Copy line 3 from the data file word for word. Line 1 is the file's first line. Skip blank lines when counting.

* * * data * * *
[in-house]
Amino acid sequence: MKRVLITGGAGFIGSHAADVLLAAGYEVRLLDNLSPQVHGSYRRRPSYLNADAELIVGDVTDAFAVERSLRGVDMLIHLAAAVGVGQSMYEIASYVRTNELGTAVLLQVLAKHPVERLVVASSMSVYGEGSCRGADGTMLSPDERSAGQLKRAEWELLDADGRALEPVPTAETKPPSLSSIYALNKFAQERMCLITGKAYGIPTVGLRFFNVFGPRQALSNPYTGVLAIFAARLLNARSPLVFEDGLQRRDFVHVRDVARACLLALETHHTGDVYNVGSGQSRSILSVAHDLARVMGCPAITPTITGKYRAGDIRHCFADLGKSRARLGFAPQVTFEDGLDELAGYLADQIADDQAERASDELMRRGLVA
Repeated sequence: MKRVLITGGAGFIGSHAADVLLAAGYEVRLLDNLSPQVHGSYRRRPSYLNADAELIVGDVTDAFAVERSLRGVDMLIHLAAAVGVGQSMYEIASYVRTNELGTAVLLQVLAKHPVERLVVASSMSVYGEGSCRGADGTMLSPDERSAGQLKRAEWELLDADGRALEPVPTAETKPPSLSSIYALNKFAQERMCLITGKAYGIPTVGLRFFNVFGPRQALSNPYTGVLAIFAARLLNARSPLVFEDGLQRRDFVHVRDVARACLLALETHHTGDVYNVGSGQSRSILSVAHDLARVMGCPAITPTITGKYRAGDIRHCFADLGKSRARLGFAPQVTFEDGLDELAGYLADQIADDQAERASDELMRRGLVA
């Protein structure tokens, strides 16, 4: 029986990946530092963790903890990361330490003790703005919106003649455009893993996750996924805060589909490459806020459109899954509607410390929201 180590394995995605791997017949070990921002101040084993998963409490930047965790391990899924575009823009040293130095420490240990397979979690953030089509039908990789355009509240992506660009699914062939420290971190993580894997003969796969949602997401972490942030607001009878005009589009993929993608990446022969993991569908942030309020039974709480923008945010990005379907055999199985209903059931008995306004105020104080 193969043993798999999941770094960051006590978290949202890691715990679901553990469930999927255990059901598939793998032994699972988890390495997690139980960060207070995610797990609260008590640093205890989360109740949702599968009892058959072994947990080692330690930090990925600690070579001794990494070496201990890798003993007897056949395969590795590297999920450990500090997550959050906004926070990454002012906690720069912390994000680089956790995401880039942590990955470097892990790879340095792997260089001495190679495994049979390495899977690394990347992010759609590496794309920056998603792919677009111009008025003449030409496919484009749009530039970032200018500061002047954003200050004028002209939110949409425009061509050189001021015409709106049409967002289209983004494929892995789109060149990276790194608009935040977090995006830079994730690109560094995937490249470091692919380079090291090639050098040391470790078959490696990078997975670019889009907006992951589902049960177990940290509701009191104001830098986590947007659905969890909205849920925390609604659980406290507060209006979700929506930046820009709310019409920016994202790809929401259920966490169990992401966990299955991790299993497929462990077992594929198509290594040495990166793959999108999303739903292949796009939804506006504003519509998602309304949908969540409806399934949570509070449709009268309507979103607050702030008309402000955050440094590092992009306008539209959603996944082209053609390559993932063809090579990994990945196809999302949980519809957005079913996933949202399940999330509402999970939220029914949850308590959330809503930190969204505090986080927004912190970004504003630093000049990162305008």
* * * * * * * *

Repeated sequence: MKRVLITGGAGFIGSHAADVLLAAGYEVRLLDNLSPQVHGSYRRRPSYLNADAELIVGDVTDAFAVERSLRGVDMLIHLAAAVGVGQSMYEIASYVRTNELGTAVLLQVLAKHPVERLVVASSMSVYGEGSCRGADGTMLSPDERSAGQLKRAEWELLDADGRALEPVPTAETKPPSLSSIYALNKFAQERMCLITGKAYGIPTVGLRFFNVFGPRQALSNPYTGVLAIFAARLLNARSPLVFEDGLQRRDFVHVRDVARACLLALETHHTGDVYNVGSGQSRSILSVAHDLARVMGCPAITPTITGKYRAGDIRHCFADLGKSRARLGFAPQVTFEDGLDELAGYLADQIADDQAERASDELMRRGLVA